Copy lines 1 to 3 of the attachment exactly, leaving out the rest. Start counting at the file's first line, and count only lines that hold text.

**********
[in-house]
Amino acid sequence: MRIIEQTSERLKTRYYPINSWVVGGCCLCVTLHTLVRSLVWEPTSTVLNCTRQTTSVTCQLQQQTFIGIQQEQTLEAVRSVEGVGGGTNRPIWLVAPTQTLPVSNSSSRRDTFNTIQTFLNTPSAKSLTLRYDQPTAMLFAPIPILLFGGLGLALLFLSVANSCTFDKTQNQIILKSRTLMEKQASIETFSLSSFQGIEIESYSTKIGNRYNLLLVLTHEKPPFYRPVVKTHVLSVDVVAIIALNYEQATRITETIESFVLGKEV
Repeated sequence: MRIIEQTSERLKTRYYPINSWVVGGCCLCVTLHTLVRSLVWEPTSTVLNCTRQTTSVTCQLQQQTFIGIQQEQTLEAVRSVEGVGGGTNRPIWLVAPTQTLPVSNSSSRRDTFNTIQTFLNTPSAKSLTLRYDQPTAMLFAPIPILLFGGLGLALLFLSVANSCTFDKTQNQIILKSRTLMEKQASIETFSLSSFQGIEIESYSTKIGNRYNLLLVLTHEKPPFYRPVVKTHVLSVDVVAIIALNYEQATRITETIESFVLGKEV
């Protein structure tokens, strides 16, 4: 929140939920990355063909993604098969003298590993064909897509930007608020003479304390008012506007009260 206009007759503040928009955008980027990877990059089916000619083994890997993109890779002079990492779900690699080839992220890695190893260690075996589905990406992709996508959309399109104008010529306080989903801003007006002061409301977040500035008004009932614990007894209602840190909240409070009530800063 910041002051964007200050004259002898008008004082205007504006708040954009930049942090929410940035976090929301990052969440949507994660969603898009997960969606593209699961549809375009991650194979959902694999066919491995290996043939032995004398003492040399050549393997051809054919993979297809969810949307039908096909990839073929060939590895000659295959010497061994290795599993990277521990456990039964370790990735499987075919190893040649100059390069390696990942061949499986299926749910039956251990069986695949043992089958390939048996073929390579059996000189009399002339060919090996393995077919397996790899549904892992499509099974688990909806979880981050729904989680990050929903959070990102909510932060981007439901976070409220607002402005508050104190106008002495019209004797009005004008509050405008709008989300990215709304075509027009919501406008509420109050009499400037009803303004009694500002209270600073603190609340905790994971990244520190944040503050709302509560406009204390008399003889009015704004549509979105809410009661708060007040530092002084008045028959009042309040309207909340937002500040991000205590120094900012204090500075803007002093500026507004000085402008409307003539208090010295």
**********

[in-house]
Amino acid sequence: MRIIEQTSERLKTRYYPINSWVVGGCCLCVTLHTLVRSLVWEPTSTVLNCTRQTTSVTCQLQQQTFIGIQQEQTLEAVRSVEGVGGGTNRPIWLVAPTQTLPVSNSSSRRDTFNTIQTFLNTPSAKSLTLRYDQPTAMLFAPIPILLFGGLGLALLFLSVANSCTFDKTQNQIILKSRTLMEKQASIETFSLSSFQGIEIESYSTKIGNRYNLLLVLTHEKPPFYRPVVKTHVLSVDVVAIIALNYEQATRITETIESFVLGKEV
Repeated sequence: MRIIEQTSERLKTRYYPINSWVVGGCCLCVTLHTLVRSLVWEPTSTVLNCTRQTTSVTCQLQQQTFIGIQQEQTLEAVRSVEGVGGGTNRPIWLVAPTQTLPVSNSSSRRDTFNTIQTFLNTPSAKSLTLRYDQPTAMLFAPIPILLFGGLGLALLFLSVANSCTFDKTQNQIILKSRTLMEKQASIETFSLSSFQGIEIESYSTKIGNRYNLLLVLTHEKPPFYRPVVKTHVLSVDVVAIIALNYEQATRITETIESFVLGKEV